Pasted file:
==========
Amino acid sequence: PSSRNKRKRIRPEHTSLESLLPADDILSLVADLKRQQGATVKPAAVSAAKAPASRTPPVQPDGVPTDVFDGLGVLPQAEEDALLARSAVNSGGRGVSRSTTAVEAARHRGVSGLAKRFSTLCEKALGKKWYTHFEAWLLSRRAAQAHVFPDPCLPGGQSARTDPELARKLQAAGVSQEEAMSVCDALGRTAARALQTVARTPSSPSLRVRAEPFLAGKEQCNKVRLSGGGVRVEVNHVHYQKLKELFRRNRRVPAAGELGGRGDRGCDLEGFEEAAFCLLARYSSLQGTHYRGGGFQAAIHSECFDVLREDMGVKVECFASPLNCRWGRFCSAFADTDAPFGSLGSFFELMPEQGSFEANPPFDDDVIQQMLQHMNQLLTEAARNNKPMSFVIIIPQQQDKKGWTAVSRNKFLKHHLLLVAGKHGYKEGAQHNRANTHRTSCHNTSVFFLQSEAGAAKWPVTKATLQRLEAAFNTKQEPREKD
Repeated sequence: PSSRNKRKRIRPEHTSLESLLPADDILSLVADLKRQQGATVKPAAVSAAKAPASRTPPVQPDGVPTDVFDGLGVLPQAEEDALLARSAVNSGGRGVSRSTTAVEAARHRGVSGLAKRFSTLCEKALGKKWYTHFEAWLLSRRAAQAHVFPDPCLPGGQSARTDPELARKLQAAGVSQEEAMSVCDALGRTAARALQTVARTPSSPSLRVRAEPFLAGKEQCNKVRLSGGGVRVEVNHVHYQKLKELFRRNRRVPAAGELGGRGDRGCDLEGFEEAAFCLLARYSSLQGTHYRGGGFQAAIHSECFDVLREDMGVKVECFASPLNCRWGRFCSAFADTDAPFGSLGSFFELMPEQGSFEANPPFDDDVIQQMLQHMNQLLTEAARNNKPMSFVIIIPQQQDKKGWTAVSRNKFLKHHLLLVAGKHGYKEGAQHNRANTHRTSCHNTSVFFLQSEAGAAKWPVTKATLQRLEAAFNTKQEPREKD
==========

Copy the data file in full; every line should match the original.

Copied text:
Amino acid sequence: PSSRNKRKRIRPEHTSLESLLPADDILSLVADLKRQQGATVKPAAVSAAKAPASRTPPVQPDGVPTDVFDGLGVLPQAEEDALLARSAVNSGGRGVSRSTTAVEAARHRGVSGLAKRFSTLCEKALGKKWYTHFEAWLLSRRAAQAHVFPDPCLPGGQSARTDPELARKLQAAGVSQEEAMSVCDALGRTAARALQTVARTPSSPSLRVRAEPFLAGKEQCNKVRLSGGGVRVEVNHVHYQKLKELFRRNRRVPAAGELGGRGDRGCDLEGFEEAAFCLLARYSSLQGTHYRGGGFQAAIHSECFDVLREDMGVKVECFASPLNCRWGRFCSAFADTDAPFGSLGSFFELMPEQGSFEANPPFDDDVIQQMLQHMNQLLTEAARNNKPMSFVIIIPQQQDKKGWTAVSRNKFLKHHLLLVAGKHGYKEGAQHNRANTHRTSCHNTSVFFLQSEAGAAKWPVTKATLQRLEAAFNTKQEPREKD
Repeated sequence: PSSRNKRKRIRPEHTSLESLLPADDILSLVADLKRQQGATVKPAAVSAAKAPASRTPPVQPDGVPTDVFDGLGVLPQAEEDALLARSAVNSGGRGVSRSTTAVEAARHRGVSGLAKRFSTLCEKALGKKWYTHFEAWLLSRRAAQAHVFPDPCLPGGQSARTDPELARKLQAAGVSQEEAMSVCDALGRTAARALQTVARTPSSPSLRVRAEPFLAGKEQCNKVRLSGGGVRVEVNHVHYQKLKELFRRNRRVPAAGELGGRGDRGCDLEGFEEAAFCLLARYSSLQGTHYRGGGFQAAIHSECFDVLREDMGVKVECFASPLNCRWGRFCSAFADTDAPFGSLGSFFELMPEQGSFEANPPFDDDVIQQMLQHMNQLLTEAARNNKPMSFVIIIPQQQDKKGWTAVSRNKFLKHHLLLVAGKHGYKEGAQHNRANTHRTSCHNTSVFFLQSEAGAAKWPVTKATLQRLEAAFNTKQEPREKD